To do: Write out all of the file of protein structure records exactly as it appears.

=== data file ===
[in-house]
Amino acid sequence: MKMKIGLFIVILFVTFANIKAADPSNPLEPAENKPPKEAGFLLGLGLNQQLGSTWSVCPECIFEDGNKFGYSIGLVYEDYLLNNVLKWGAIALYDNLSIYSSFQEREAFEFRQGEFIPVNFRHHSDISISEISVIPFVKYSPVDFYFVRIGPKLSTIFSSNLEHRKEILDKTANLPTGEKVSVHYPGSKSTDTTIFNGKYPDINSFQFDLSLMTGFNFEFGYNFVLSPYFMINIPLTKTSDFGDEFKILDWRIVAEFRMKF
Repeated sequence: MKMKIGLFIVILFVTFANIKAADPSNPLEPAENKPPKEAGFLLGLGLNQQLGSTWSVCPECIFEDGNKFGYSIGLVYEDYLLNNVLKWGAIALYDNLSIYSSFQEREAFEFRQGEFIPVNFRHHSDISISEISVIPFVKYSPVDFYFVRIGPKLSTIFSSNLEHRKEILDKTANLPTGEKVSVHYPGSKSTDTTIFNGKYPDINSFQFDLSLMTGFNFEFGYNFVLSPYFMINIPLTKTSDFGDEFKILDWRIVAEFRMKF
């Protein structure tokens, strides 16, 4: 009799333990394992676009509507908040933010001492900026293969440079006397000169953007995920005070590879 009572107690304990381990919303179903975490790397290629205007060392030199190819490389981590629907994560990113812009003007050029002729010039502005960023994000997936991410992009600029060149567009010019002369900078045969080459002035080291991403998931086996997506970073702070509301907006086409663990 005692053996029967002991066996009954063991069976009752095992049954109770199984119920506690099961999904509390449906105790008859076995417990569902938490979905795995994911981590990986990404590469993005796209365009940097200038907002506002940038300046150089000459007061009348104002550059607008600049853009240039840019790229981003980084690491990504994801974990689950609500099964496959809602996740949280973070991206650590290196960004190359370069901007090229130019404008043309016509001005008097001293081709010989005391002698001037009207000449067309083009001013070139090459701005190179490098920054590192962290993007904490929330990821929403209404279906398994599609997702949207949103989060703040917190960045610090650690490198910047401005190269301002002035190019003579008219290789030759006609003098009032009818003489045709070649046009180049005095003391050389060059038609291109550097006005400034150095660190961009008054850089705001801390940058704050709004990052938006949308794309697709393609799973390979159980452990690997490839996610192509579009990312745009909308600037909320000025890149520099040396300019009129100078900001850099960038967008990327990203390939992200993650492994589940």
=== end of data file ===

[in-house]
Amino acid sequence: MKMKIGLFIVILFVTFANIKAADPSNPLEPAENKPPKEAGFLLGLGLNQQLGSTWSVCPECIFEDGNKFGYSIGLVYEDYLLNNVLKWGAIALYDNLSIYSSFQEREAFEFRQGEFIPVNFRHHSDISISEISVIPFVKYSPVDFYFVRIGPKLSTIFSSNLEHRKEILDKTANLPTGEKVSVHYPGSKSTDTTIFNGKYPDINSFQFDLSLMTGFNFEFGYNFVLSPYFMINIPLTKTSDFGDEFKILDWRIVAEFRMKF
Repeated sequence: MKMKIGLFIVILFVTFANIKAADPSNPLEPAENKPPKEAGFLLGLGLNQQLGSTWSVCPECIFEDGNKFGYSIGLVYEDYLLNNVLKWGAIALYDNLSIYSSFQEREAFEFRQGEFIPVNFRHHSDISISEISVIPFVKYSPVDFYFVRIGPKLSTIFSSNLEHRKEILDKTANLPTGEKVSVHYPGSKSTDTTIFNGKYPDINSFQFDLSLMTGFNFEFGYNFVLSPYFMINIPLTKTSDFGDEFKILDWRIVAEFRMKF
């Protein structure tokens, strides 16, 4: 009799333990394992676009509507908040933010001492900026293969440079006397000169953007995920005070590879 009572107690304990381990919303179903975490790397290629205007060392030199190819490389981590629907994560990113812009003007050029002729010039502005960023994000997936991410992009600029060149567009010019002369900078045969080459002035080291991403998931086996997506970073702070509301907006086409663990 005692053996029967002991066996009954063991069976009752095992049954109770199984119920506690099961999904509390449906105790008859076995417990569902938490979905795995994911981590990986990404590469993005796209365009940097200038907002506002940038300046150089000459007061009348104002550059607008600049853009240039840019790229981003980084690491990504994801974990689950609500099964496959809602996740949280973070991206650590290196960004190359370069901007090229130019404008043309016509001005008097001293081709010989005391002698001037009207000449067309083009001013070139090459701005190179490098920054590192962290993007904490929330990821929403209404279906398994599609997702949207949103989060703040917190960045610090650690490198910047401005190269301002002035190019003579008219290789030759006609003098009032009818003489045709070649046009180049005095003391050389060059038609291109550097006005400034150095660190961009008054850089705001801390940058704050709004990052938006949308794309697709393609799973390979159980452990690997490839996610192509579009990312745009909308600037909320000025890149520099040396300019009129100078900001850099960038967008990327990203390939992200993650492994589940």